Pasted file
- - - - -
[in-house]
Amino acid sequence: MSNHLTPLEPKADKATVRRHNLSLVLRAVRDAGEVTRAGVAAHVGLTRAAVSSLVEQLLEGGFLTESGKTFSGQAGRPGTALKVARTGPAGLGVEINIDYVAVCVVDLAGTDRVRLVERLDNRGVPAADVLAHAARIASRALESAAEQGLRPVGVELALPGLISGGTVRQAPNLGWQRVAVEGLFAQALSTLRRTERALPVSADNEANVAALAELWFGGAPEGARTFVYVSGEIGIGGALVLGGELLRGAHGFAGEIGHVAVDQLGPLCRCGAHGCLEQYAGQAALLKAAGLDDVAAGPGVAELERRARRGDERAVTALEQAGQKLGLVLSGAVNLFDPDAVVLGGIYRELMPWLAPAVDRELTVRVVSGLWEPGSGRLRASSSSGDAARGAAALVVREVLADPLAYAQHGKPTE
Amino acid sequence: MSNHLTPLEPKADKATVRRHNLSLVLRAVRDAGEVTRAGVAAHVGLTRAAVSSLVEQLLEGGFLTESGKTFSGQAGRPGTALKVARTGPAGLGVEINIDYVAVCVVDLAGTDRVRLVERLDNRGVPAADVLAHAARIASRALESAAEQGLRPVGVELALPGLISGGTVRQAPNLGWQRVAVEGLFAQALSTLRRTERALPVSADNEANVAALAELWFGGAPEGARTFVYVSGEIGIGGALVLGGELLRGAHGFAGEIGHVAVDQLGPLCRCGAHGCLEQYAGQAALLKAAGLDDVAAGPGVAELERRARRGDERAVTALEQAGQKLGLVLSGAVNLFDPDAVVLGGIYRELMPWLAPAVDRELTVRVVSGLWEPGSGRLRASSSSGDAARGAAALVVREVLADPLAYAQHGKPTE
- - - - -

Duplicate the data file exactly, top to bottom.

[in-house]
Amino acid sequence: MSNHLTPLEPKADKATVRRHNLSLVLRAVRDAGEVTRAGVAAHVGLTRAAVSSLVEQLLEGGFLTESGKTFSGQAGRPGTALKVARTGPAGLGVEINIDYVAVCVVDLAGTDRVRLVERLDNRGVPAADVLAHAARIASRALESAAEQGLRPVGVELALPGLISGGTVRQAPNLGWQRVAVEGLFAQALSTLRRTERALPVSADNEANVAALAELWFGGAPEGARTFVYVSGEIGIGGALVLGGELLRGAHGFAGEIGHVAVDQLGPLCRCGAHGCLEQYAGQAALLKAAGLDDVAAGPGVAELERRARRGDERAVTALEQAGQKLGLVLSGAVNLFDPDAVVLGGIYRELMPWLAPAVDRELTVRVVSGLWEPGSGRLRASSSSGDAARGAAALVVREVLADPLAYAQHGKPTE
Amino acid sequence: MSNHLTPLEPKADKATVRRHNLSLVLRAVRDAGEVTRAGVAAHVGLTRAAVSSLVEQLLEGGFLTESGKTFSGQAGRPGTALKVARTGPAGLGVEINIDYVAVCVVDLAGTDRVRLVERLDNRGVPAADVLAHAARIASRALESAAEQGLRPVGVELALPGLISGGTVRQAPNLGWQRVAVEGLFAQALSTLRRTERALPVSADNEANVAALAELWFGGAPEGARTFVYVSGEIGIGGALVLGGELLRGAHGFAGEIGHVAVDQLGPLCRCGAHGCLEQYAGQAALLKAAGLDDVAAGPGVAELERRARRGDERAVTALEQAGQKLGLVLSGAVNLFDPDAVVLGGIYRELMPWLAPAVDRELTVRVVSGLWEPGSGRLRASSSSGDAARGAAALVVREVLADPLAYAQHGKPTE